The Environment and Land Court in Murang'a has ordered the Anglican Church of Kenya (ACK) to vacate a piece of land it has been occupying for more than 40 years.
Justice Grace Kemei said should the church fail to voluntarily vacate the half-acre piece of land in Kakuzi within six months, the family that is the legal owner will be free to obtain eviction orders.
When issuing the vacation order, the judge noted that the church had declined an offer by the plaintiffs to compensate them for the land at a consideration price of Sh600,000.
She said it would be unconscionable to force parties to a contract against their free will.
The plaintiffs, Francis Maina Mugo and Peter Maina Mugo, told the court that they are the registered proprietors of the land, having acquired it by way of transmission from their father Esbon Mugo Wainaina.
They said that the church, without authority, permission and any legal basis, occupied and hived out the portion of land and built a church despite their protestation.
The court heard that the church officials have been adamant in their illegal occupation of the land despite the demand to vacate.
Mr Mugo testified that their father, who died in 2014, was a member of the Ndabatabi Self-Help Group that bought 719 acres from a white settler in the early 1960s and the members were allocated individual plots in 1973 following subdivision.
He said the Church was not a member of the self-help group so it could not participate in the balloting process to warrant it being allocated any land.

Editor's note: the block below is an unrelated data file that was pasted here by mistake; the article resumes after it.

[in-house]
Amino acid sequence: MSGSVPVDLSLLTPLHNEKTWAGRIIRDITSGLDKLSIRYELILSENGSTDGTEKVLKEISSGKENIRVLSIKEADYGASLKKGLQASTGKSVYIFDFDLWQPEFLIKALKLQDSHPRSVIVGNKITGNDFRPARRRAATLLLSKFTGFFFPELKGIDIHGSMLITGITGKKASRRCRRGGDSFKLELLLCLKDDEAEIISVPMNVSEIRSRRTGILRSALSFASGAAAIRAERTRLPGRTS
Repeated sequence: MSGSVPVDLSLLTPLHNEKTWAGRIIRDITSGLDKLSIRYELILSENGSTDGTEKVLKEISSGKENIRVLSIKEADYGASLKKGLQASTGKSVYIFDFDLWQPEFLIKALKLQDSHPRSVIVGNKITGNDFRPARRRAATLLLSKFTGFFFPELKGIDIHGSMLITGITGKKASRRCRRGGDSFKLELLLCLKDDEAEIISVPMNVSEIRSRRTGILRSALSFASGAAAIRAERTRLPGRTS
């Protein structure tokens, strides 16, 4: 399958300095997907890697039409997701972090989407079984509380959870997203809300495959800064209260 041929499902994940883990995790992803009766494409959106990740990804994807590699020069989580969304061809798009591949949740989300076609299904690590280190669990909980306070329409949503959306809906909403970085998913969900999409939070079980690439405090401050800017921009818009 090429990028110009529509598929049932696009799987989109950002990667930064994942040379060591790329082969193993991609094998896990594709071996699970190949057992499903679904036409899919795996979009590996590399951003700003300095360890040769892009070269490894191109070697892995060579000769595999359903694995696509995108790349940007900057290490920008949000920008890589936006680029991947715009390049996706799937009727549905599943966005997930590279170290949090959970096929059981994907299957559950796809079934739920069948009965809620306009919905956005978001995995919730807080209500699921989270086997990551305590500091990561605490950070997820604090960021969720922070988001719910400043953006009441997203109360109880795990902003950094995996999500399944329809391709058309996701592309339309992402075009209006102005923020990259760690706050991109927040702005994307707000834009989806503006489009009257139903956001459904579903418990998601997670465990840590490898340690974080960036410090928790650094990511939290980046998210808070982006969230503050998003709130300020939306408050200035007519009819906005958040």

ALLOCATED IN 1973
But the church in its defence said it has occupied the land since 1973 and had put up a permanent building with a vicarage as it all along believed it is the legal owner of the land.
It argued that it was allocated the land in 1973 by the self-help group during subdivision of the larger farm that measured 719 acres.
The Anglican Church was allocated land for building the church and nursery school, the court heard.
Mr James Kiranga Kamura, who is the principal administrative secretary of the ACK Church Thika Diocese, testified that Mr Wainaina’s land was consolidated together with that of the church and the nursery school and was registered under his (Wainaina’s) name.
He said it was only in 2015, after the death of Mr Wainaina, that the plaintiffs raised the issue.
In cross examination by lawyer Mwangi Ben for the plaintiffs, the witness stated that he was born in 1971 and became the administrative secretary of the diocese in 2016 and that his evidence was from information he gathered from the church records.
But the court noted that the witness failed to produce the said records for the benefit of the court hence his evidence was reduced to hearsay.
The court added that there is no indication of a church or a nursery school in the registry index map of the larger land which belonged to the self-help group.
Since the church had made submissions in respect to prescriptive rights arising from long occupation and possession of the land, the same were not contained in its pleadings or evidence.
"This is a critical step missed by the defendants who, though represented by counsel should have known better. It is to be noted that the defendant’s case is that they have occupied the land since 1973 to date. They, however, failed to raise a counterclaim or any such claim in the suit," said Justice Kemei.